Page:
—By Kent Bullis

Kent Bullis, MD, is the executive director of Cornell Health

Photo credit: Suicide Prevention Resource Center (video screenshot)

Exploring Strategies to Stop Bullying

Surveying students about the prevalence of bullying. Training teachers, coaches, parents, and young people on how to respond. Encouraging youth to be upstanders. Holding annual Bullying Prevention Day activities to spread awareness. These were a few of the ideas discussed Saturday at a two-hour Community Forum sponsored by the Tompkins County Bullying Prevention Task Force.

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Celia Clement reviewing feedback on school bullying

The Task Force held the forum to introduce its work to the public and to solicit ideas from the community on strategies to address bullying. More than two dozen government agencies, community organizations, and representatives from the county’s six school districts formed the Task Force in March.

“A lot of these conversations and diving deep into these topics can become very personal and very painful, which we want to honor,” said Nigel Gannon, a Healthy Living Program Specialist for New York State 4-H Youth Development, who moderated the forum.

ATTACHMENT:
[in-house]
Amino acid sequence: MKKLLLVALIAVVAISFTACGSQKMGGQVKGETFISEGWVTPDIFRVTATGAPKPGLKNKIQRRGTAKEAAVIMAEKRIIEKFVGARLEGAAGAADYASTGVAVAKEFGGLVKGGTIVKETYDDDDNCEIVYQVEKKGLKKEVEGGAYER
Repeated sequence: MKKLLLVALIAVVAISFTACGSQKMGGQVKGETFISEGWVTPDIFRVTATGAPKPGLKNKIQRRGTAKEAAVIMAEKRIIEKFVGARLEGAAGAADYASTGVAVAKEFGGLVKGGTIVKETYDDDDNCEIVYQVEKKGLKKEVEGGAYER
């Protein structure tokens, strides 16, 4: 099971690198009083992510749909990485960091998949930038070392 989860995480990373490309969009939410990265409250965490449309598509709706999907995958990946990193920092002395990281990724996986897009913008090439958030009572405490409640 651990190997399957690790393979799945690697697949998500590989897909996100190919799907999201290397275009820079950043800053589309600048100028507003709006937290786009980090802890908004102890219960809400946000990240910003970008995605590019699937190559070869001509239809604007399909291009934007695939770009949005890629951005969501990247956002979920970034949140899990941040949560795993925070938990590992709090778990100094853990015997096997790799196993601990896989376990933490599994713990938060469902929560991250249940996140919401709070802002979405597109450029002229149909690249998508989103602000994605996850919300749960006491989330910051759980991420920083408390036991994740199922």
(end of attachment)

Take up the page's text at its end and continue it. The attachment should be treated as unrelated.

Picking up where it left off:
“We have to develop spaces where we can have those emotions in a positive way. Remember that we are all feeling the same [about bullying], in some way, as individuals, as loved ones, as community members. We are not happy to be here, I think we are hopeful to be here. We’re going to help the Task Force get the information they need to try to move this forward.”

Scott MacLeod of The Sophie Fund kicked off presentations by Task Force working groups by reviewing basic information about bullying in national, regional, and local contexts.

He noted the federal government’s definition of bullying, and how it should be distinguished from other behaviors such as conflict, rudeness, and meanness:

“Bullying is any unwanted aggressive behavior(s) by another youth or group of youths who are not siblings or current dating partners that involves an observed or perceived power imbalance and is repeated multiple times or is highly likely to be repeated.”